Just as no one has “ever lost money by underestimating the intelligence of the great masses” — according to HL Mencken — so no psephologist has ever gone wrong by underestimating the intelligence of the Victorian Liberal Party.
Yesterday the Liberals shot themselves in the foot in spectacular fashion by putting the ALP ahead of the Greens on their above-the-line preference distributions for the Legislative Council. (The group voting tickets are all available on the VEC site, but they’re hard to find; Antony Green has a much more user-friendly version.)
What does this mean? On 2002 figures (these are Antony Green’s calculations), assuming that, as in the past, both major parties preferenced the Greens ahead of each other, the result would have been Labor 20, Liberal 14, Greens five and Nationals one.
Liberal preferences going to Labor instead would transfer two of those seats – in Eastern Metropolitan and Western Metro regions – from Greens to Labor, making it 22-14-3-1.
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The Greens could still win in those two regions if there is a significant swing to the Liberals (so that it’s Labor preferences that get distributed), just as they could win in South Eastern Metro if the swing goes the other way. Only in Western Victoria, which would have been line-ball on 2002 figures, does the preference move seem to have doomed their chances.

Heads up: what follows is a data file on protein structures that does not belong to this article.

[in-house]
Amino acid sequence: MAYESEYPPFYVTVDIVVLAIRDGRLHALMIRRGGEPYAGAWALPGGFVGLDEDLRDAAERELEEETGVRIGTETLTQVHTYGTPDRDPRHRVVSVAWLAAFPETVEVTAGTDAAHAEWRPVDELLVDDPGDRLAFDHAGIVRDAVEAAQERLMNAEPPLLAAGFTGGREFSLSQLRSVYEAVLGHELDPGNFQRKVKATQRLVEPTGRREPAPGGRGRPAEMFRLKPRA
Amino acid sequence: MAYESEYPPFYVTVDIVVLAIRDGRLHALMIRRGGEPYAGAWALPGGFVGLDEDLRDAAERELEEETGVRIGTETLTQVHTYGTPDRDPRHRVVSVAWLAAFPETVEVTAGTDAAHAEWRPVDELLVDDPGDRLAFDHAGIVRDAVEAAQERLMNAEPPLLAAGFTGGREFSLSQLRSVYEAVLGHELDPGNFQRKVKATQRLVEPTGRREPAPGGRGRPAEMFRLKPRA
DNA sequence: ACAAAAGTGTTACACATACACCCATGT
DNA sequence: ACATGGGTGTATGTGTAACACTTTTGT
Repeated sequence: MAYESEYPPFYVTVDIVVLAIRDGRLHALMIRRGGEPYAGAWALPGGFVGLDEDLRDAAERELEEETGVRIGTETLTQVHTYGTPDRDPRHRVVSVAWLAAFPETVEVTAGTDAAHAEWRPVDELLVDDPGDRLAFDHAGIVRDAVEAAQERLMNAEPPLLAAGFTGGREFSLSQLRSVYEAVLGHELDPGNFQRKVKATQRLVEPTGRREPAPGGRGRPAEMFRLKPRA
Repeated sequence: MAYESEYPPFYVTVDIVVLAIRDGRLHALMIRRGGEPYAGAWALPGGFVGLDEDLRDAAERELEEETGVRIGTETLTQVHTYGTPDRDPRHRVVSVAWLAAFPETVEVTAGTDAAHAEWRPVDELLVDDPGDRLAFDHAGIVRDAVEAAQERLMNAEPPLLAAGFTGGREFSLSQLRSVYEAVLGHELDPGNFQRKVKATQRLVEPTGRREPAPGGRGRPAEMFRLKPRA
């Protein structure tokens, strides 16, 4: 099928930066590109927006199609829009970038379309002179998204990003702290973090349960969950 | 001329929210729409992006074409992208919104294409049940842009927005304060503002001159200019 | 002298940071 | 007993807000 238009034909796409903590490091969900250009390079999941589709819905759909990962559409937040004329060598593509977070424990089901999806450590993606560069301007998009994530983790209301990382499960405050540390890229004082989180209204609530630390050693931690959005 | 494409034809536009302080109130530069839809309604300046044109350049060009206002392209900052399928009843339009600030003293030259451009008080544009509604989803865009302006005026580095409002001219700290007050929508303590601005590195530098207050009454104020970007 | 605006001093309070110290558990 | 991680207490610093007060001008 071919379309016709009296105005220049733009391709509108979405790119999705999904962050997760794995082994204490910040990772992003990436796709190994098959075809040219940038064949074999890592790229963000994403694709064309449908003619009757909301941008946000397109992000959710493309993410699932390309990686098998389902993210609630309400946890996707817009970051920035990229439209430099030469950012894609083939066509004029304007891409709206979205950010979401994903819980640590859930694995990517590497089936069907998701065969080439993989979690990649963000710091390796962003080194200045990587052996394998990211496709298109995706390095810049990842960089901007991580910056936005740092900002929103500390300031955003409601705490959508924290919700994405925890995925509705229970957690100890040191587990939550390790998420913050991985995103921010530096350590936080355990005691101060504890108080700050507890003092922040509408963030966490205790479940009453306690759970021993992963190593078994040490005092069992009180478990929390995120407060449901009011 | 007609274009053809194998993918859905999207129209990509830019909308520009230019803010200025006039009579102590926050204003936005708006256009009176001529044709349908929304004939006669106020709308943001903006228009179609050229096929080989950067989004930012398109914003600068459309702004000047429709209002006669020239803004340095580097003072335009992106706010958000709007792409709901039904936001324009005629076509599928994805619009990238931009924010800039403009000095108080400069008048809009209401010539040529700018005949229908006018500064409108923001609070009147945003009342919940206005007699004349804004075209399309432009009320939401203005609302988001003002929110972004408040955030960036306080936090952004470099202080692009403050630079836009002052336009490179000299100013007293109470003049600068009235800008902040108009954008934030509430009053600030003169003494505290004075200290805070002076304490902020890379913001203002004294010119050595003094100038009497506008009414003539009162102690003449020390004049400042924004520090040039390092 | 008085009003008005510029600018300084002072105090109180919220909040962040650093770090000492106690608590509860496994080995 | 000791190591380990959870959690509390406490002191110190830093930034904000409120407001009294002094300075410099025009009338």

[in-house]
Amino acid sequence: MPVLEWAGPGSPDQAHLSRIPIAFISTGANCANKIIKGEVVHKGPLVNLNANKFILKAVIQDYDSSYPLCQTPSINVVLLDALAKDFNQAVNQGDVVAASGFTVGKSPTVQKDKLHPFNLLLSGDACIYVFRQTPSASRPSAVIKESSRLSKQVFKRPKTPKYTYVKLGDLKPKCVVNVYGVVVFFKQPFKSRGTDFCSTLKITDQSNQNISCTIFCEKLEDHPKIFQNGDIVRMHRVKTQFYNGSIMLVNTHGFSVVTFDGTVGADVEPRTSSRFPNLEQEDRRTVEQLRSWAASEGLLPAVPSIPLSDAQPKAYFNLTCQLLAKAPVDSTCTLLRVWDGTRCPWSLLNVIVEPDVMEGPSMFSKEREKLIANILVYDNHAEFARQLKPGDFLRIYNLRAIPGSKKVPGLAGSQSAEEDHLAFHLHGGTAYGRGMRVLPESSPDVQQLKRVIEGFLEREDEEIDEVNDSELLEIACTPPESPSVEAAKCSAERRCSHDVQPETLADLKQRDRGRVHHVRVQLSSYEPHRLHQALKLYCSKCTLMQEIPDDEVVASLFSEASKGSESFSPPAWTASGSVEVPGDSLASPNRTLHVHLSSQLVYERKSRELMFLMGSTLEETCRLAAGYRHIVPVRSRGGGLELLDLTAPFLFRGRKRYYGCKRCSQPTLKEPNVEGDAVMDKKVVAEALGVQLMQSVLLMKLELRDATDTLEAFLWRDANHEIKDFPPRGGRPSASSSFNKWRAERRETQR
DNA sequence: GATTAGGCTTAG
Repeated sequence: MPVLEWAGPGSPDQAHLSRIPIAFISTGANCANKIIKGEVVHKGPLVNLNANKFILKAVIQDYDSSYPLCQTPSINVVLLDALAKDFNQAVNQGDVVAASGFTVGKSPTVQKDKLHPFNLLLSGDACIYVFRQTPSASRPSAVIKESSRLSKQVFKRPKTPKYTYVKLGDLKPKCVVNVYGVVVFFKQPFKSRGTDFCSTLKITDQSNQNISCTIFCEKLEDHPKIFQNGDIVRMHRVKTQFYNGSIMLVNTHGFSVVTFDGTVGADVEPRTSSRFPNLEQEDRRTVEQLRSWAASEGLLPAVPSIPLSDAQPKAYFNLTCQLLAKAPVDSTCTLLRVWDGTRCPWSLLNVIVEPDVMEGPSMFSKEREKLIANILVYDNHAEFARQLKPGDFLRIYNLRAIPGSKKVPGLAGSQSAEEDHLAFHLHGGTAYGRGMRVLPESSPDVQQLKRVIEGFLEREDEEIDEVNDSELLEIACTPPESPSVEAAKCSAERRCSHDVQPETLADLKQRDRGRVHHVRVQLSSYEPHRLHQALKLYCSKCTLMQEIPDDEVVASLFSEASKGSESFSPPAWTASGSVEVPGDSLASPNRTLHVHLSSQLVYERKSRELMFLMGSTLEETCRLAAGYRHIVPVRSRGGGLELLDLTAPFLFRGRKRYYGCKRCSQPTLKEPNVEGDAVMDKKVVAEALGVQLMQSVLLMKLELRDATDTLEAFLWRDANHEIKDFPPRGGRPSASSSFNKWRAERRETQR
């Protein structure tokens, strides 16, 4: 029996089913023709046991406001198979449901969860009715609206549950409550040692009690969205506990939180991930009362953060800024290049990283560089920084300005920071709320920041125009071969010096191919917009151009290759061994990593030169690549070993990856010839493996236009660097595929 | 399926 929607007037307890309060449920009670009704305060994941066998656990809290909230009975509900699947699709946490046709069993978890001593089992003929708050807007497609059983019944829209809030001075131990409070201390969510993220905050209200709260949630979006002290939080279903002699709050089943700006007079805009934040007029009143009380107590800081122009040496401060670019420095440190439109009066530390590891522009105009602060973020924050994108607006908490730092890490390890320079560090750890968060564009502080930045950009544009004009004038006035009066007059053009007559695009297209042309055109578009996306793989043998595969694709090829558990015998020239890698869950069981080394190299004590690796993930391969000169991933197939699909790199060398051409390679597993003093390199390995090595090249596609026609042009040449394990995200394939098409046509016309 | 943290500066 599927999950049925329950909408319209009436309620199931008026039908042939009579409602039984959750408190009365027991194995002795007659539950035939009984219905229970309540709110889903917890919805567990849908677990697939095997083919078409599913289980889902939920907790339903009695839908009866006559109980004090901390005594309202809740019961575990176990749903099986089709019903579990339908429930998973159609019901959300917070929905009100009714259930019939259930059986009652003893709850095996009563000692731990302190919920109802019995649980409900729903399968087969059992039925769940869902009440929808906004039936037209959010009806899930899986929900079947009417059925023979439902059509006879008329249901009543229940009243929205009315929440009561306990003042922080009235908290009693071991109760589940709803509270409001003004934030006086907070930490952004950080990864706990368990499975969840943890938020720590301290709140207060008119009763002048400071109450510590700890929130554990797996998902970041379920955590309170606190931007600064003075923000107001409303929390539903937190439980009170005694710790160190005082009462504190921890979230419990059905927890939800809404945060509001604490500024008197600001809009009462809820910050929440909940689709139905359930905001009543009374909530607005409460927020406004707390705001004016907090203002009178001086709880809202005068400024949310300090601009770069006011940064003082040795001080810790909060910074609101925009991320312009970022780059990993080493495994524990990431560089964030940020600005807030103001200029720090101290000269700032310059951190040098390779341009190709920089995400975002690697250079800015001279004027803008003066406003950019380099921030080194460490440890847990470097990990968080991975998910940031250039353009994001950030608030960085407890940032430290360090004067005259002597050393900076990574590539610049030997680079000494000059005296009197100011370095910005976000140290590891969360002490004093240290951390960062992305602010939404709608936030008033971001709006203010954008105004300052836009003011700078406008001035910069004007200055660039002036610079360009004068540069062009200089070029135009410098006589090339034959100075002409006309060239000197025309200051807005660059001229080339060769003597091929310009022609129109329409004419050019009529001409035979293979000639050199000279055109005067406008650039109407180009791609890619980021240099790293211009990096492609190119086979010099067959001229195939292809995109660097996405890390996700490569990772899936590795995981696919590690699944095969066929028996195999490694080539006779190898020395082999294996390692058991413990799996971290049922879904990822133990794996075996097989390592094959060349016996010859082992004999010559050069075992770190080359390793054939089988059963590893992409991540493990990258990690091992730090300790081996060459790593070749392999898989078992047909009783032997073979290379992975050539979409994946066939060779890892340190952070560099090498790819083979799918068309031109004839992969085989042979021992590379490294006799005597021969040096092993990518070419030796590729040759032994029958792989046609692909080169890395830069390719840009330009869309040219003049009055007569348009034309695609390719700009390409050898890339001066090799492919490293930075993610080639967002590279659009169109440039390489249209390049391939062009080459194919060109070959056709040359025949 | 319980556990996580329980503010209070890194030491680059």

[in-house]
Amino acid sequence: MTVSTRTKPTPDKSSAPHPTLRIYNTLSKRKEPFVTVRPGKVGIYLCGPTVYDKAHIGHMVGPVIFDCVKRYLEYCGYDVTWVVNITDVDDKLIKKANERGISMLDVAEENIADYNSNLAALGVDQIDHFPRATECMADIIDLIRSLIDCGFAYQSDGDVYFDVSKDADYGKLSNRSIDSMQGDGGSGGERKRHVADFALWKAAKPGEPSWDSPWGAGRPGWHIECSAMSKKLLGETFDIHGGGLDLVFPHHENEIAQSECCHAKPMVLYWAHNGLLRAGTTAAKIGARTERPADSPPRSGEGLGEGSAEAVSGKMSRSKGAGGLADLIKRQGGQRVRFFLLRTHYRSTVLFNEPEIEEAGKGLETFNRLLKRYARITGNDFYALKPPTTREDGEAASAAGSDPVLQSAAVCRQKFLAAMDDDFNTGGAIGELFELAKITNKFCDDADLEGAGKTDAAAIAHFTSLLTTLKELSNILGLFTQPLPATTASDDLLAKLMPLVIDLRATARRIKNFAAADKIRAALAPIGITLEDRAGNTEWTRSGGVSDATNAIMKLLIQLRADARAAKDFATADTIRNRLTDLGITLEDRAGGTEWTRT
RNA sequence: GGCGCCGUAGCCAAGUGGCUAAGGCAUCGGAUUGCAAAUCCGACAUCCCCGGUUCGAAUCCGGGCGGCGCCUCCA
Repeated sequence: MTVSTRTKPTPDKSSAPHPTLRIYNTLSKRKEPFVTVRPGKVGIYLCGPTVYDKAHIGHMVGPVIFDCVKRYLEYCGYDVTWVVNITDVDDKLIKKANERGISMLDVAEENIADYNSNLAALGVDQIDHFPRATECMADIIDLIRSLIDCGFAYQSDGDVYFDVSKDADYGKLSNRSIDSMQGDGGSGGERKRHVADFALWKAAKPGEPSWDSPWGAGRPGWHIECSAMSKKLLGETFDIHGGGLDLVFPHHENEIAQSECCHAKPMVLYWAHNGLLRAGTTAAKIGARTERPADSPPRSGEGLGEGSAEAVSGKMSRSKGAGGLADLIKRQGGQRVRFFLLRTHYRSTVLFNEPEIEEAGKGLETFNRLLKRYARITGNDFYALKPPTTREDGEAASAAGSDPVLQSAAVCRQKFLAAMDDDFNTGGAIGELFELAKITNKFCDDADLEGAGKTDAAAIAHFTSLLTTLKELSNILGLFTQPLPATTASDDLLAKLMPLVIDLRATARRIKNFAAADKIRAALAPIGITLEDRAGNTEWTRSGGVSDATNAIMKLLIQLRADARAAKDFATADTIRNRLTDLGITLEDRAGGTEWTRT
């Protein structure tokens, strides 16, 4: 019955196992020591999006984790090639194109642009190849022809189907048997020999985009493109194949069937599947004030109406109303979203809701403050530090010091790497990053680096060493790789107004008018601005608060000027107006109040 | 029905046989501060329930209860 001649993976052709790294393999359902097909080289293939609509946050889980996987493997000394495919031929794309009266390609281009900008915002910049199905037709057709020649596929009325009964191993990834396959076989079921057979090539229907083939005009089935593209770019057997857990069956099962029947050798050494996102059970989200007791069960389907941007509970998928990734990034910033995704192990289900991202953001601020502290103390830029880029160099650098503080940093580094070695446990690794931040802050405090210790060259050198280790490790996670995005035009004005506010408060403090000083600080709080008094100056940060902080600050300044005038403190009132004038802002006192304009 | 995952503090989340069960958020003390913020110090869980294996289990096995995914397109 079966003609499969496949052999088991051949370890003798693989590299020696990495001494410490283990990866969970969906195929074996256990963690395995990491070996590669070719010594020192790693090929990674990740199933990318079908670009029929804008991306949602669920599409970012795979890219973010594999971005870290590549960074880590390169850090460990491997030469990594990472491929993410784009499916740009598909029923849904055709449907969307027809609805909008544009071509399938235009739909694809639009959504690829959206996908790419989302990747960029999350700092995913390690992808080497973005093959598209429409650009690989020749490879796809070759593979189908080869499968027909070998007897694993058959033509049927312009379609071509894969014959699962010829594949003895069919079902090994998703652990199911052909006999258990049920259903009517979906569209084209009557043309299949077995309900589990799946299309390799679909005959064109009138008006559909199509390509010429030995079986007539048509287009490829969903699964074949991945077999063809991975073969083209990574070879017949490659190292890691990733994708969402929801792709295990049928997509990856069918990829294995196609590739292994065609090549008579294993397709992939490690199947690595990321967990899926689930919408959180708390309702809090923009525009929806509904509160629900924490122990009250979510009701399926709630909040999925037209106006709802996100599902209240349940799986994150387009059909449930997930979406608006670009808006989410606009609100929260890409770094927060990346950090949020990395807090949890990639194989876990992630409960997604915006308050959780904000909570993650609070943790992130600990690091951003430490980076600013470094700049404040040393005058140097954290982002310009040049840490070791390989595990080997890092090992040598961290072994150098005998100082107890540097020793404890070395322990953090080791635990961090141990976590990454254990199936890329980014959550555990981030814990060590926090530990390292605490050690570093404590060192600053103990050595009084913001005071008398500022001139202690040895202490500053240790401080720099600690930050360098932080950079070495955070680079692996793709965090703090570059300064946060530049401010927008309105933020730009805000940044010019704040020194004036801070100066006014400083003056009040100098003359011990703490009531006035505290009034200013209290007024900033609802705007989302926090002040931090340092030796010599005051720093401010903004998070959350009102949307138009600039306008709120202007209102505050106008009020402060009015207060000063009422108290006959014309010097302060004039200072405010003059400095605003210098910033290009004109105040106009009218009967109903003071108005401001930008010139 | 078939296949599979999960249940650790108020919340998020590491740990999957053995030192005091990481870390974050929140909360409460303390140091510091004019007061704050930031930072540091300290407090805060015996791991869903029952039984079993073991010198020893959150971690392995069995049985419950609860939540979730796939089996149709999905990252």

On the other hand, the Greens seat in Eastern Victoria region is highly precarious, since even a small anti-Labor swing would give it to the Nationals. But the Greens should still win seats in Northern Metro and Southern Metro, unless their vote falls sharply from 2002 levels.
So the move is quite likely to deliver the worst of both worlds for the Liberals: a continued Labor majority in the upper house, with no checks and balances, plus a still-substantial contingent of Greens who will be out for revenge. The 11 Liberals in marginal seats must be wondering what their leadership was thinking.
Why did they do it? It could be pandering to big business, along the lines of “if we give them the untrammelled Labor government they want this time, maybe they’ll give us more money to help defeat that government next time” (yeah, sure).
Or it could be just a basic failure to understand the voting system, thinking that screwing the Greens will somehow help the chances of more sympathetic groups like Family First (it can’t, because these preferences can only be counted when those other groups have been eliminated).
Most likely, it was just a temper tantrum, since on all accounts the Greens had been painfully difficult to deal with. But that’s why temper is such a problem; you end up doing things that hurt you more than your intended target.